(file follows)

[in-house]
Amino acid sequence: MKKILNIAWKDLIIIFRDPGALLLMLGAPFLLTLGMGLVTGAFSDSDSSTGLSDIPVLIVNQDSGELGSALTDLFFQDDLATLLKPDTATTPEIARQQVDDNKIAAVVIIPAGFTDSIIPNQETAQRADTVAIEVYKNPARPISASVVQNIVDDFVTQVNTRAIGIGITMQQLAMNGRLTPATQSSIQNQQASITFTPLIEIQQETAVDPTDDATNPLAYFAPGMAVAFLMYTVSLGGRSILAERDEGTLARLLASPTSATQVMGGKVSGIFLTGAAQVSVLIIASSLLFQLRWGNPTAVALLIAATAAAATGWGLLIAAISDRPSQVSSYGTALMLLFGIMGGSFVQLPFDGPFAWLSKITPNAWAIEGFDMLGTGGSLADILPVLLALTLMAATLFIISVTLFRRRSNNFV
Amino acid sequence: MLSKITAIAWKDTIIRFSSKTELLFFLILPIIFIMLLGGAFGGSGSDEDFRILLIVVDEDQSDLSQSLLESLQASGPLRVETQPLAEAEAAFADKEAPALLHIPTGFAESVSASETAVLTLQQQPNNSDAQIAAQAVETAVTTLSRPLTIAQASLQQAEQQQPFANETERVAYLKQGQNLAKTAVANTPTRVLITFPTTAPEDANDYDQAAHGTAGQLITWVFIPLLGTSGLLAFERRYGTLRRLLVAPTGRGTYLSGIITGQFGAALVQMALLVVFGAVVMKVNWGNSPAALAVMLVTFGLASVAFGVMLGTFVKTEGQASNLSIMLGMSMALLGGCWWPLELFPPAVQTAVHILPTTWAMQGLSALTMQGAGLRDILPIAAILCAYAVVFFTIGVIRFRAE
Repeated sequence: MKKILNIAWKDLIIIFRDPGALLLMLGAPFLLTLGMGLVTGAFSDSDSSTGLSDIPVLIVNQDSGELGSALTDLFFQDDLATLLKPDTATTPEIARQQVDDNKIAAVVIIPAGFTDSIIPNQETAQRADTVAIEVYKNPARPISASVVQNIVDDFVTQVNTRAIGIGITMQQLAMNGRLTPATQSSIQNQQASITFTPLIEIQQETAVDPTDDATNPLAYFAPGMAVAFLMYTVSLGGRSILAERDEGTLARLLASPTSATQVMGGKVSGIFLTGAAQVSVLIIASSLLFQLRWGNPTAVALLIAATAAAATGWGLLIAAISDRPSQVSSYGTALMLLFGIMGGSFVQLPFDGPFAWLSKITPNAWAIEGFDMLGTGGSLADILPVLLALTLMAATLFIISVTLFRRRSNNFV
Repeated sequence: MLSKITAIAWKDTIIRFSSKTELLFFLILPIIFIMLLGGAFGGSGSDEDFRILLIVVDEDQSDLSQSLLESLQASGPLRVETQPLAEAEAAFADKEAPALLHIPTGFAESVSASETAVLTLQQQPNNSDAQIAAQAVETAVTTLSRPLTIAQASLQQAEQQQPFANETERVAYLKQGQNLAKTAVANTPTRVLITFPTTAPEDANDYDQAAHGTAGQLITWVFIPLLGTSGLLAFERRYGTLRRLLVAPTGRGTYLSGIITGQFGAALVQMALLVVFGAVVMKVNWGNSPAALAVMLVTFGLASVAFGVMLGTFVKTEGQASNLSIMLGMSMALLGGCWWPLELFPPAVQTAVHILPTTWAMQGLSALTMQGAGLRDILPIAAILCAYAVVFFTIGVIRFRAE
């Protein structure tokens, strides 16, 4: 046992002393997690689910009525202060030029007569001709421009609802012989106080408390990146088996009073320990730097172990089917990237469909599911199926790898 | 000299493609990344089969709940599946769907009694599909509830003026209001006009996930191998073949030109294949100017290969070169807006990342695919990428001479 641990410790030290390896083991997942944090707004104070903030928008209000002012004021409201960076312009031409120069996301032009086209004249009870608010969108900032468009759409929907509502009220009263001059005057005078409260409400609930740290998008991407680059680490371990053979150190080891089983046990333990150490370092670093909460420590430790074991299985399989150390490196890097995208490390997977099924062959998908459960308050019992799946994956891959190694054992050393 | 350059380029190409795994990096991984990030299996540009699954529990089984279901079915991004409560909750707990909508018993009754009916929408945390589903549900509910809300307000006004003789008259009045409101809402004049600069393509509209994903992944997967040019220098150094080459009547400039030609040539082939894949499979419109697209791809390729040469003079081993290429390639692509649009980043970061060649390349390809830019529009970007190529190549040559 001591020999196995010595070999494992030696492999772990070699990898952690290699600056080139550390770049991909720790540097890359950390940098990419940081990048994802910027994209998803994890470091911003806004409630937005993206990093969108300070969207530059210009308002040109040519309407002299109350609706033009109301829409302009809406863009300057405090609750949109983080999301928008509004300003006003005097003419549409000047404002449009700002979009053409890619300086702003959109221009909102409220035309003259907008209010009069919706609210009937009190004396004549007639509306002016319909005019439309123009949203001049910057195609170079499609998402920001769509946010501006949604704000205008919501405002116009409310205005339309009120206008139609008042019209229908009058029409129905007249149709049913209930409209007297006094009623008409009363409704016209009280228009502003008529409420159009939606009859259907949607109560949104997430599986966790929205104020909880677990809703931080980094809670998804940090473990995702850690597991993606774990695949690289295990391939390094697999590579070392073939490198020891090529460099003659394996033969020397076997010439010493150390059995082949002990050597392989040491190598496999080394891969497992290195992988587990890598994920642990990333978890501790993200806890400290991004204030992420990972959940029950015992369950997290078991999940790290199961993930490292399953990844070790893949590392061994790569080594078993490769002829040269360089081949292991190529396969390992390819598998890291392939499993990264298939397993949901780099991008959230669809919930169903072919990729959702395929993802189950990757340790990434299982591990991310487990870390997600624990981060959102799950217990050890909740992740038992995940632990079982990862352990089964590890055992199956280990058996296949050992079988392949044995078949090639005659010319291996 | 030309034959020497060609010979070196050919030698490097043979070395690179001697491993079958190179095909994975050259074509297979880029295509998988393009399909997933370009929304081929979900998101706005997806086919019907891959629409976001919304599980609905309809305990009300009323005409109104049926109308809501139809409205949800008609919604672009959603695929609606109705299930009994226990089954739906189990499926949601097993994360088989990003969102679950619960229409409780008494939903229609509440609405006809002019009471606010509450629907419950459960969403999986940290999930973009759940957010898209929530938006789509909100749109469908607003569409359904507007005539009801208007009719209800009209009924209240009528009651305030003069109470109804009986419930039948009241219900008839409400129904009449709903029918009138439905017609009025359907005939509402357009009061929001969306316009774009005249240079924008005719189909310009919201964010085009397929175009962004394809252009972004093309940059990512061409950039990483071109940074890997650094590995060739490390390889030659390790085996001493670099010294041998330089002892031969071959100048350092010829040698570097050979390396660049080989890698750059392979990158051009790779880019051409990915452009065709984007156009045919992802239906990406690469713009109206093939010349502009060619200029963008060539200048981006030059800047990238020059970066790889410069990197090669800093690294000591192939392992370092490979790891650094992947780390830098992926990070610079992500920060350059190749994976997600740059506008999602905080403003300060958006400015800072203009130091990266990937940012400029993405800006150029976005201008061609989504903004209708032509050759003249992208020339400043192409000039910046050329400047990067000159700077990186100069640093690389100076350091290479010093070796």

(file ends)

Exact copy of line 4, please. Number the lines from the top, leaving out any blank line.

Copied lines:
Repeated sequence: MKKILNIAWKDLIIIFRDPGALLLMLGAPFLLTLGMGLVTGAFSDSDSSTGLSDIPVLIVNQDSGELGSALTDLFFQDDLATLLKPDTATTPEIARQQVDDNKIAAVVIIPAGFTDSIIPNQETAQRADTVAIEVYKNPARPISASVVQNIVDDFVTQVNTRAIGIGITMQQLAMNGRLTPATQSSIQNQQASITFTPLIEIQQETAVDPTDDATNPLAYFAPGMAVAFLMYTVSLGGRSILAERDEGTLARLLASPTSATQVMGGKVSGIFLTGAAQVSVLIIASSLLFQLRWGNPTAVALLIAATAAAATGWGLLIAAISDRPSQVSSYGTALMLLFGIMGGSFVQLPFDGPFAWLSKITPNAWAIEGFDMLGTGGSLADILPVLLALTLMAATLFIISVTLFRRRSNNFV